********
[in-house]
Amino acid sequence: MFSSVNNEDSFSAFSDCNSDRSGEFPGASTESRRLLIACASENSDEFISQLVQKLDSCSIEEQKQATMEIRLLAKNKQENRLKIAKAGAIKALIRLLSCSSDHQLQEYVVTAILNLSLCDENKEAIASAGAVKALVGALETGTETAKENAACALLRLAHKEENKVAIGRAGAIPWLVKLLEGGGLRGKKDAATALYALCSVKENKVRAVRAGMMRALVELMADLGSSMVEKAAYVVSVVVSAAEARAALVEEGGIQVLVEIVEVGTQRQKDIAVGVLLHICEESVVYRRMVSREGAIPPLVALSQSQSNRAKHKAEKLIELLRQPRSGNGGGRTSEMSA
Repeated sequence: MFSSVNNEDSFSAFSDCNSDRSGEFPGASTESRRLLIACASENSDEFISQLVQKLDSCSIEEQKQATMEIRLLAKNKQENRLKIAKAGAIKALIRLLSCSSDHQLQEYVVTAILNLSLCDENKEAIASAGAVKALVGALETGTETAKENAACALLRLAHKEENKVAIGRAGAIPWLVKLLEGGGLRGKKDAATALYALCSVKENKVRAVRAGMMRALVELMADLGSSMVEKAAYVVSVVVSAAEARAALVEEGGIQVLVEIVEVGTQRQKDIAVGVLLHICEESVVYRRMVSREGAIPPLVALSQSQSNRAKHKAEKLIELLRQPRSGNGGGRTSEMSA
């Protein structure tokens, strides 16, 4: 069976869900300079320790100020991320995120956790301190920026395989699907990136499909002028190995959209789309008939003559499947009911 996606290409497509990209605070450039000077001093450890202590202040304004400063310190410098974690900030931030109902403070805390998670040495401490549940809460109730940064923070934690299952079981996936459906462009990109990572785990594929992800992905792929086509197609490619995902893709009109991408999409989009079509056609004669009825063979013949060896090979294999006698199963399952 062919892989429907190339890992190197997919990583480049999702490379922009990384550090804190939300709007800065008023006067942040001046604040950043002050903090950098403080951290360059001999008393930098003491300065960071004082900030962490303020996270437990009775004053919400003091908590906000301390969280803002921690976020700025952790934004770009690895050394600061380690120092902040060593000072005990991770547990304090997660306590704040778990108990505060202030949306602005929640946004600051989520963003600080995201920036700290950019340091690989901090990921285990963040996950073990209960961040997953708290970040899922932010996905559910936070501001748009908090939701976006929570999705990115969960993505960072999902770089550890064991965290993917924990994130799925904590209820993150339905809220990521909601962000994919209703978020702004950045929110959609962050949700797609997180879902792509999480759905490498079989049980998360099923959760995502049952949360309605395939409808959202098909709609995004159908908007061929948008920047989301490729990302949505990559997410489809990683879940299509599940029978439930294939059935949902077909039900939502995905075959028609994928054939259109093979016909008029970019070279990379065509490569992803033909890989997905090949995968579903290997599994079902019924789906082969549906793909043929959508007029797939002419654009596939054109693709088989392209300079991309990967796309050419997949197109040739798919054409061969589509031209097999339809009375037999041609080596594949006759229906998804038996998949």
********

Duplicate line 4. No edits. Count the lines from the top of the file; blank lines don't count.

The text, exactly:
């Protein structure tokens, strides 16, 4: 069976869900300079320790100020991320995120956790301190920026395989699907990136499909002028190995959209789309008939003559499947009911 996606290409497509990209605070450039000077001093450890202590202040304004400063310190410098974690900030931030109902403070805390998670040495401490549940809460109730940064923070934690299952079981996936459906462009990109990572785990594929992800992905792929086509197609490619995902893709009109991408999409989009079509056609004669009825063979013949060896090979294999006698199963399952 062919892989429907190339890992190197997919990583480049999702490379922009990384550090804190939300709007800065008023006067942040001046604040950043002050903090950098403080951290360059001999008393930098003491300065960071004082900030962490303020996270437990009775004053919400003091908590906000301390969280803002921690976020700025952790934004770009690895050394600061380690120092902040060593000072005990991770547990304090997660306590704040778990108990505060202030949306602005929640946004600051989520963003600080995201920036700290950019340091690989901090990921285990963040996950073990209960961040997953708290970040899922932010996905559910936070501001748009908090939701976006929570999705990115969960993505960072999902770089550890064991965290993917924990994130799925904590209820993150339905809220990521909601962000994919209703978020702004950045929110959609962050949700797609997180879902792509999480759905490498079989049980998360099923959760995502049952949360309605395939409808959202098909709609995004159908908007061929948008920047989301490729990302949505990559997410489809990683879940299509599940029978439930294939059935949902077909039900939502995905075959028609994928054939259109093979016909008029970019070279990379065509490569992803033909890989997905090949995968579903290997599994079902019924789906082969549906793909043929959508007029797939002419654009596939054109693709088989392209300079991309990967796309050419997949197109040739798919054409061969589509031209097999339809009375037999041609080596594949006759229906998804038996998949």